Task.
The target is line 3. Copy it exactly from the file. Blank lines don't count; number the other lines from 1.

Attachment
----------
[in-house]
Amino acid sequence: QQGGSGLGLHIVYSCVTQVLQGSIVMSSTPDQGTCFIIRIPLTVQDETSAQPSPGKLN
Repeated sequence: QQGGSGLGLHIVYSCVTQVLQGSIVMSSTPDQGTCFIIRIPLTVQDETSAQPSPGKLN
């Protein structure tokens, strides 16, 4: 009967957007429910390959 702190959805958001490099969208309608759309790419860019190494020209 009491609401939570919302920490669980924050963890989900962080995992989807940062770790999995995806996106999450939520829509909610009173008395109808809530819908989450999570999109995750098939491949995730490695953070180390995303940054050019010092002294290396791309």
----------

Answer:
Repeated sequence: QQGGSGLGLHIVYSCVTQVLQGSIVMSSTPDQGTCFIIRIPLTVQDETSAQPSPGKLN